Michael Drayton

Created by Sam Wiebe

“There’s no real polite way to say this, Mr. Drayton. Someone’s fucking our corpses and we’d like it to stop.”
Michael meets a new client.

Twenty-nine year old Vancouver dick MICHAEL DRAYTON isn’t your usual hard-boiled gumshoe — in fact, he gives off something of a slacker vibe. He drinks tea, is devoted to his ailing dog, and lives with his Grandma in her basement. His best friend, Ben, is a wealthy but ne’er-do-well game developer who mostly just hangs around the office, pestering part-time secretary Katherine, who it turns out is a closet Goth. All three of them are spinning their wheels; caught up in a generational rut.

But Drayton is serious about one thing — finding missing persons. To the point of obsession. Years later, he’s still haunted by his failure to find Ben’s kid sister, long presumed dead, and his latest case, the disappearance of a young boy — the apparent victim of a carjacking gone very, very wrong — is beginning to look like it might never be solved, either.

Drayton’s one appearance to date, Last of the Independents (2014), the winner of the 2012 Unhanged Arthur Award for Best Unpublished First Novel, is just one heartbreaker of a read, full of moments of dark raw power, flashes of cheerfully profane humour and unexpected bursts of fierce light; a book that announces a truly fresh, original voice to the genre.

Drayton’s a glorious mess of a character, full of contradictions. He’s a doofus as apt to quote Shakespeare or make Kafka jokes as he is to spill a drink on himself; the sort of character that either rises or falls depending on the writing. Fortunately Wiebe totally pulls it off.

Plus, the book boasts one of the best epilogues ever. Forget the eternally squabbling Ben or Katherine — Grandma should come to work with Mike.

Vancouver’s Sam Wiebe’s crime fiction has been published internationally. Recent projects include audio adaptations of Hamlet and Frankenstein, an independent film script, and a new series featuring Dave Wakeland, another Vancouver private eye. He’s also the editor, appropriately enough, of  Vancouver Noir, a 2018 Askashic release.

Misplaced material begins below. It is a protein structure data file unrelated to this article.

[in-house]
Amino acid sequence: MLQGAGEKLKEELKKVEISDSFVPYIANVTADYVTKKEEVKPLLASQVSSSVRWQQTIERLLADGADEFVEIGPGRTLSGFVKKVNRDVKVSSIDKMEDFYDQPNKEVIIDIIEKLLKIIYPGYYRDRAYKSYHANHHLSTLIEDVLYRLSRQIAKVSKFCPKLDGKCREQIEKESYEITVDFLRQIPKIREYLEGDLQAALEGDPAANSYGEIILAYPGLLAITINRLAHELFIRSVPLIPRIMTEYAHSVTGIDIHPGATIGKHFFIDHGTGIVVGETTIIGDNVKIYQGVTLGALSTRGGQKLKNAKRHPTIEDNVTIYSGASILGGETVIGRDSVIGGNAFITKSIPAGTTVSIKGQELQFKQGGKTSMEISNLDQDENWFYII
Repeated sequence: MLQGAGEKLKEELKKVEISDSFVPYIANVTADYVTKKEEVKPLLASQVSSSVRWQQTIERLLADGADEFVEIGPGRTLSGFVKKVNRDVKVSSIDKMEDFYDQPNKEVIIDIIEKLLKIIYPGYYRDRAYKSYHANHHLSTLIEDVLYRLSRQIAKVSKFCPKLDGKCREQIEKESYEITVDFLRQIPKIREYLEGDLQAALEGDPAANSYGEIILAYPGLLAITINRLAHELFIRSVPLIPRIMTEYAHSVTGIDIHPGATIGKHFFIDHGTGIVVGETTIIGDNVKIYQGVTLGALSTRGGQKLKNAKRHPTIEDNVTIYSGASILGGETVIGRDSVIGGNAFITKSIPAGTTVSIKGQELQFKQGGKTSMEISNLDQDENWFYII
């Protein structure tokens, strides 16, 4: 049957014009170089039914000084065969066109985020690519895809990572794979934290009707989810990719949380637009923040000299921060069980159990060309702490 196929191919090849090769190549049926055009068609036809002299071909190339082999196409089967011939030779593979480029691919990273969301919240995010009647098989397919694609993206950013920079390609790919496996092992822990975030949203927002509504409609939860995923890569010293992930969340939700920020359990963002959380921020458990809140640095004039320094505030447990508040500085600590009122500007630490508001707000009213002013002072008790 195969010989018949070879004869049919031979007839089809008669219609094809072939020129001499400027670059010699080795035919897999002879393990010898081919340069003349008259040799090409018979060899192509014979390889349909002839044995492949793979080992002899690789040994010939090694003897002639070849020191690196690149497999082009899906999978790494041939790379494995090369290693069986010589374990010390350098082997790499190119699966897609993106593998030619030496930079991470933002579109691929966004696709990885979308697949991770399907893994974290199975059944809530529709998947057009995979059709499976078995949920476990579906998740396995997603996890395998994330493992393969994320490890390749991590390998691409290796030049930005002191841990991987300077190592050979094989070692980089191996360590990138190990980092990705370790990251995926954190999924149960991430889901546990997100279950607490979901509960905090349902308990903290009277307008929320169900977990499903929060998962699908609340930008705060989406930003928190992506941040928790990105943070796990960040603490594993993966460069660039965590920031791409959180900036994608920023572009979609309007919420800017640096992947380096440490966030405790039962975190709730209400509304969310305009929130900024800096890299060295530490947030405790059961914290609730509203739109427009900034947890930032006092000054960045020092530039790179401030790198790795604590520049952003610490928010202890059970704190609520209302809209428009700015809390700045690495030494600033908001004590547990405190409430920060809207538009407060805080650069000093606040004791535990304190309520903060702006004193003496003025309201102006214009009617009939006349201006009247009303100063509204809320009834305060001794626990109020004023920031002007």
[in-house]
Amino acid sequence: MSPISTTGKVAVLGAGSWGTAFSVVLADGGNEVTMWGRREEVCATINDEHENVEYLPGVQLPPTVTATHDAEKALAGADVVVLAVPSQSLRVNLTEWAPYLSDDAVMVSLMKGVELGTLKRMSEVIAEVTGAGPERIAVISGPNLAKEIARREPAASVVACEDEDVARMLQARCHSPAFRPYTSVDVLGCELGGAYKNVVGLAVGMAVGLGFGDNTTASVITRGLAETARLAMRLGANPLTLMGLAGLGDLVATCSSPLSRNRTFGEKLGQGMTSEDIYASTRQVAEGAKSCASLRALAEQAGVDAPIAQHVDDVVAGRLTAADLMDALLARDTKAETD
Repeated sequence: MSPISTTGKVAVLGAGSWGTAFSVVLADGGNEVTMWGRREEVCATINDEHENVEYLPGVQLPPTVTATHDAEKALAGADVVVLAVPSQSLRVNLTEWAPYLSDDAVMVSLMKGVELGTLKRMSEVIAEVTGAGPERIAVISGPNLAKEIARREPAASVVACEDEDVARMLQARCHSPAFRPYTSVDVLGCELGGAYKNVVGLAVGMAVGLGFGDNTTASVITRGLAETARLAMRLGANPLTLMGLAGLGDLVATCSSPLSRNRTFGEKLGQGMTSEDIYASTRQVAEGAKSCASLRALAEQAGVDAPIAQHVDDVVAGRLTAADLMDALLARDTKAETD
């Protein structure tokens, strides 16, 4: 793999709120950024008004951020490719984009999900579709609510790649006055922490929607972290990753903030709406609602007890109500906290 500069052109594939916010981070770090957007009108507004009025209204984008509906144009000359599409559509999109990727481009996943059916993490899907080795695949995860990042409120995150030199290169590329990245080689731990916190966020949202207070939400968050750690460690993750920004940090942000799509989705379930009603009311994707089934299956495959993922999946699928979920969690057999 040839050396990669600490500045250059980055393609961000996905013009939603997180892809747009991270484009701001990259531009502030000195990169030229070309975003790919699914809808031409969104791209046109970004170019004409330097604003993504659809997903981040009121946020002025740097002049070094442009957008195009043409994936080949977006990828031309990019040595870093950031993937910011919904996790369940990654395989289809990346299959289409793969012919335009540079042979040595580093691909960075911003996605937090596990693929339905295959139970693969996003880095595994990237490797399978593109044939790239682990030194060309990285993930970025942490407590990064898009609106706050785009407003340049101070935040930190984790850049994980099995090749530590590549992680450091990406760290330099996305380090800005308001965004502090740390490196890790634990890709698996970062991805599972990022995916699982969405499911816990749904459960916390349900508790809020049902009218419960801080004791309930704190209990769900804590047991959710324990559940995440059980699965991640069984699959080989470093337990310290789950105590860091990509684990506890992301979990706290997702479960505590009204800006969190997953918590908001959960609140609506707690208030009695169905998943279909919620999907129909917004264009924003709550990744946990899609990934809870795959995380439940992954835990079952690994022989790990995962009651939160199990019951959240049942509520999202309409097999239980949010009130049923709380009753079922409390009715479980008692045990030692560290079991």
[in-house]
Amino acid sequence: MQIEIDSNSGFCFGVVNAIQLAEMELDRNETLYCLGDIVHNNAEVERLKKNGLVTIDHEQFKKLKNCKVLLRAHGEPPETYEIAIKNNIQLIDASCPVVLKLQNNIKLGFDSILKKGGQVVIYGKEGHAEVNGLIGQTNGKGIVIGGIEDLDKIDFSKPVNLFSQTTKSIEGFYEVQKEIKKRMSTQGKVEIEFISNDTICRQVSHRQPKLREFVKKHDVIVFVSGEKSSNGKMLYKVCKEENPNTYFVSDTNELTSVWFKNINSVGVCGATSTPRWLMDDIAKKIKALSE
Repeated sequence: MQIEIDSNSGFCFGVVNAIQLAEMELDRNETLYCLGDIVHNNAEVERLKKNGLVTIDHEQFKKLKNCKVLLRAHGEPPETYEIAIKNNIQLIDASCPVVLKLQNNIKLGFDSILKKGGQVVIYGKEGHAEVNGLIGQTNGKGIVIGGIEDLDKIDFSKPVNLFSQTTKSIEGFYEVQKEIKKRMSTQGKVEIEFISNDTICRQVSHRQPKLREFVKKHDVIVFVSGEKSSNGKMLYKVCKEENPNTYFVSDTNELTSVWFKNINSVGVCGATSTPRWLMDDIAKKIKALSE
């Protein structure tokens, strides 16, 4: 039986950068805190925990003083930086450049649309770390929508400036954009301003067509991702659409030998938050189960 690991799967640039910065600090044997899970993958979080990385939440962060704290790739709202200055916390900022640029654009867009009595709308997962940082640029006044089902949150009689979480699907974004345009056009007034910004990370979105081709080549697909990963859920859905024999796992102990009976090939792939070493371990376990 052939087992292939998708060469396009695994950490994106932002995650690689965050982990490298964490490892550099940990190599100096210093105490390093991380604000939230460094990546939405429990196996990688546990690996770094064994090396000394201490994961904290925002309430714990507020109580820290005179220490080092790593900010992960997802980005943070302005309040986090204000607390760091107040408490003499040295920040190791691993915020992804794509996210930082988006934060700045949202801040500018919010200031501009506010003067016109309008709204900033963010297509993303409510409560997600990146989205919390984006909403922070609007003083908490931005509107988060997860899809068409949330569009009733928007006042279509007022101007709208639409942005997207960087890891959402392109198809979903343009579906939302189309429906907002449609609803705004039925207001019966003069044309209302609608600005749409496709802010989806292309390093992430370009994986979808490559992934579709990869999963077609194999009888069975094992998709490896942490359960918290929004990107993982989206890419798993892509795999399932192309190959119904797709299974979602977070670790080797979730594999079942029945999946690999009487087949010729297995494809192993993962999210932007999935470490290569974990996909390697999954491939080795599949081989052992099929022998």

• “One of my grandpa’s favourite sayings: ‘When you’ve only got a hammer you treat every problem like a nail.’ Sometimes your options aren’t limited by your tools so much as the mindset you bring to them. But that doesn’t mean that mindset is necessarily wrong. Sometimes the problem really does call for a big fucking hammer blow.”


  • “…a debut well worth spending time with.”
    — National Post
  • “Buckle yourself in for this one… (Drayton’s) queries lead him into a tiresome world of tough-talking twerps and droning druggies. Readers can wonder: Is this all? Keep reading. In the last pages, the PI enters the heart of darkness, an evocation of evil all the more powerful for its understated style. Not a beach read but a literary achievement.”
    — Don Crinklaw in Booklist (starred review)
  • “Opening paragraphs don’t get much more bang-on enticing than the one with which Vancouver writer Sam Wiebe kicks off Last of the Independents. It would be nice to quote the paragraph to prove the point, but in a general-interest newspaper, that can’t be done… which is a clue to the openerís perfect rambunctiousness.”
    — The Tribune



Report respectfully submitted by Kevin Burton Smith.

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